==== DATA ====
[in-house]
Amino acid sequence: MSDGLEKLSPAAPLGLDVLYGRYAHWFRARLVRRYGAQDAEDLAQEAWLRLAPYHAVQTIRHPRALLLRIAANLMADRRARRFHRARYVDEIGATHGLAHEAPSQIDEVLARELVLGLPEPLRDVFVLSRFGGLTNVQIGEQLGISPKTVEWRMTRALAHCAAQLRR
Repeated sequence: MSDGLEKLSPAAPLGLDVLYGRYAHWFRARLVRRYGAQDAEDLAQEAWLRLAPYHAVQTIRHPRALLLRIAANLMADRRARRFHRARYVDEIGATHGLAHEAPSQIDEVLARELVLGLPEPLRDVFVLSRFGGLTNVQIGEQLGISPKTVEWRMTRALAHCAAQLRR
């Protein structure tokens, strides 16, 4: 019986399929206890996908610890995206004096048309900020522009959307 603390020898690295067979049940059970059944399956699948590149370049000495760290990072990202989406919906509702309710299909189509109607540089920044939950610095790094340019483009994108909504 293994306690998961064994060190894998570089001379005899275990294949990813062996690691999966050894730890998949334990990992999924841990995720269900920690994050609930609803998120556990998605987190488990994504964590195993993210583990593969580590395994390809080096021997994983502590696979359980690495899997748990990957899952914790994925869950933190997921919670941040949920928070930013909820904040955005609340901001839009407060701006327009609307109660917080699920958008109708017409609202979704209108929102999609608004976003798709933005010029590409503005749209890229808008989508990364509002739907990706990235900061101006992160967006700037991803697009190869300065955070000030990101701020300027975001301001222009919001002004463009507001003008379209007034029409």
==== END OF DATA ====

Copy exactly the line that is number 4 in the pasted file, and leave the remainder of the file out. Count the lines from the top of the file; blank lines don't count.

């Protein structure tokens, strides 16, 4: 019986399929206890996908610890995206004096048309900020522009959307 603390020898690295067979049940059970059944399956699948590149370049000495760290990072990202989406919906509702309710299909189509109607540089920044939950610095790094340019483009994108909504 293994306690998961064994060190894998570089001379005899275990294949990813062996690691999966050894730890998949334990990992999924841990995720269900920690994050609930609803998120556990998605987190488990994504964590195993993210583990593969580590395994390809080096021997994983502590696979359980690495899997748990990957899952914790994925869950933190997921919670941040949920928070930013909820904040955005609340901001839009407060701006327009609307109660917080699920958008109708017409609202979704209108929102999609608004976003798709933005010029590409503005749209890229808008989508990364509002739907990706990235900061101006992160967006700037991803697009190869300065955070000030990101701020300027975001301001222009919001002004463009507001003008379209007034029409």